Antisemitic expression on rise in Spain, says report
Websites, blogs, forums and social networks enjoy "complete impunity in Spain"
Complaints filed over alleged antisemitism doubled in 2011
Antisemitic and racist content is on the rise on Spanish websites, according to a report by the Antisemitism Observatory, a watchdog created by the activist group Movement against Intolerance and the Federation of Jewish Communities of Spain. Besides growing in scope with every passing year, antisemitic content disseminated through websites, blogs, forums and social networks "enjoy complete impunity" in Spain, says the document.
"Last year we watched with concern the proliferation of antisemitic websites that encourage hate and banalize the Holocaust," said Isaac Querub, president of the federation. "We're worried about the lack of legal control on this issue and we are working to ensure that this type of content gets no space on platforms that are accessible to everyone, particularly the young, and have a wide audience."
The report admits that even though there has been progress on the legal front, there have also been court decisions in the opposite direction, such as the Supreme Court's overruling of a conviction against the managers of a bookstore in Barcelona for disseminating ideas that justify genocide. The acquittal noted that justifying genocide is only a crime if it incites others to commit it or if it creates a hostile environment.
The Attorney General has been receiving complaints over cases of public support for Nazism, the distribution of Nazi ideology and the justification of the extermination policy planned and executed by Hitler's regime in Germany.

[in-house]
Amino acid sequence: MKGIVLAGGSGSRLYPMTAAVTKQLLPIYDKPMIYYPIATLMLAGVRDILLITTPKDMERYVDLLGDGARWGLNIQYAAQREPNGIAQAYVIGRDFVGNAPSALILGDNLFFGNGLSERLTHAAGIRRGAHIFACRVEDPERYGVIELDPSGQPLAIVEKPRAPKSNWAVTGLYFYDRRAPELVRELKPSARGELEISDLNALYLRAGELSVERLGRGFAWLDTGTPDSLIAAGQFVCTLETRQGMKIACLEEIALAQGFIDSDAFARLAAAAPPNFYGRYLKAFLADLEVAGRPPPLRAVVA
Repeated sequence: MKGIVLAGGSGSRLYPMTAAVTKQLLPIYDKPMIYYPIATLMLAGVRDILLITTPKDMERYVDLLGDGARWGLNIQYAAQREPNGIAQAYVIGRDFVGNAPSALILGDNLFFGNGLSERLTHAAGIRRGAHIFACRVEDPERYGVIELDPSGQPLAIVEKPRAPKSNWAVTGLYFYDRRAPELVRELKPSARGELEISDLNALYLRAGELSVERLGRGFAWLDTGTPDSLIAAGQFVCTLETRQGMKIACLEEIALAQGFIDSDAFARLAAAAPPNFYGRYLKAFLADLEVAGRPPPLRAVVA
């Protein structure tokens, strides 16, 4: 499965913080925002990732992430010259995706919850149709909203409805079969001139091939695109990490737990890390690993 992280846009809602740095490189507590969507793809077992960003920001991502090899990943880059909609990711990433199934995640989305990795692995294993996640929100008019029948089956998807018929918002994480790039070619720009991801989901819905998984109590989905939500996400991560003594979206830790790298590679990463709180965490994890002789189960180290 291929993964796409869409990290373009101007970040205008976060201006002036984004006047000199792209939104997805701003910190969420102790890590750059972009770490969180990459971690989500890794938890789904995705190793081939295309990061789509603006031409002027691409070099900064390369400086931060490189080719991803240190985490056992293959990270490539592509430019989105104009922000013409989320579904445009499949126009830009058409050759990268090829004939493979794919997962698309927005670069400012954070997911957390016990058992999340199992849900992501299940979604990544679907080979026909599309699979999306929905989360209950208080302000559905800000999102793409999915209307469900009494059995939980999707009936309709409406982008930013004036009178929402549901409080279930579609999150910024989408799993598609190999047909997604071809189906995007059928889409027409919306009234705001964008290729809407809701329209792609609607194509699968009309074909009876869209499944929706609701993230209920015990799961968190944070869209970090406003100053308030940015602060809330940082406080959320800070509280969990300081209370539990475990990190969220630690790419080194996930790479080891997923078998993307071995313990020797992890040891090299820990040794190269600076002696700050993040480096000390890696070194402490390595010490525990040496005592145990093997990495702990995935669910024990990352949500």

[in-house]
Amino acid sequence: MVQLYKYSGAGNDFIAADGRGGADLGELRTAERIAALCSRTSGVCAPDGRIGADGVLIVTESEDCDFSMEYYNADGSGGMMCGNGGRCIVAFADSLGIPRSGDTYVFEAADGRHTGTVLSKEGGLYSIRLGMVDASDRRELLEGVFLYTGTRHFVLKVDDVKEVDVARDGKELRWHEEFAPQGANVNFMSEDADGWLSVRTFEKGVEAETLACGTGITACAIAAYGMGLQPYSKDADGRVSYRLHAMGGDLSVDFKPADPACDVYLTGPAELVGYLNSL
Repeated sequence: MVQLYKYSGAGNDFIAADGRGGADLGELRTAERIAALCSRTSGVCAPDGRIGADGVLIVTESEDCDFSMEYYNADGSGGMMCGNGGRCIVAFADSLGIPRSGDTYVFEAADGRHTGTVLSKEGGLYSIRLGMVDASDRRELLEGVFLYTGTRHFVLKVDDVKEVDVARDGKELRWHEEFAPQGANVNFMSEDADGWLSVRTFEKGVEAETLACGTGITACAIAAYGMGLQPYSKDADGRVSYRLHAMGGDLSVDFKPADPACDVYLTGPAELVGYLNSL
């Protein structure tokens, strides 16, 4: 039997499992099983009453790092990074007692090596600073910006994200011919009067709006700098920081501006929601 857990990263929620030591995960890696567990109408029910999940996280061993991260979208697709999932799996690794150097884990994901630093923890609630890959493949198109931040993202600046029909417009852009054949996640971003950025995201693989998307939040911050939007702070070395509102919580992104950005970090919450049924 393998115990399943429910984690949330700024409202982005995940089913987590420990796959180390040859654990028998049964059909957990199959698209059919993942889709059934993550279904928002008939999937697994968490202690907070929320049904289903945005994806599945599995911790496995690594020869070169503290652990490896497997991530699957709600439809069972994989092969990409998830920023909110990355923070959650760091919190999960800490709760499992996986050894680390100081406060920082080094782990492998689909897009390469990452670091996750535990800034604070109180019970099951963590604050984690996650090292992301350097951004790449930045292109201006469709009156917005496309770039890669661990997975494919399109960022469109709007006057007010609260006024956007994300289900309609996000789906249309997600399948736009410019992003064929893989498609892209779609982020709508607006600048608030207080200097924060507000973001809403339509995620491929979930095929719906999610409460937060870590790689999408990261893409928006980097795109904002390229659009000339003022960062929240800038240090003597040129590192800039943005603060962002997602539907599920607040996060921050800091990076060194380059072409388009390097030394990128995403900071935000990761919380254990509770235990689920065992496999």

The complaints filed with the Observatory over alleged antisemitism doubled in 2011 from the previous year. Among the cases verified by the report were instances of personal assault, antisemitic expressions in the media and graffiti in places where the Jewish community held events.
There is a special mention of repeated insults against Israeli athletes - whether or not they play for Spanish teams - on basketball courts and soccer pitches. "We can see that there are still anti-Jewish and anti-Israeli prejudices in Spain, that Judeophobe expressions are still in use, and that the general public barely knows anything about the culture of the Jewish people or the reality of Israel," says Querub. "That is why we are also working with the regional governments so that the history of the Jewish people and of Jews in Spain is present in the school curriculum."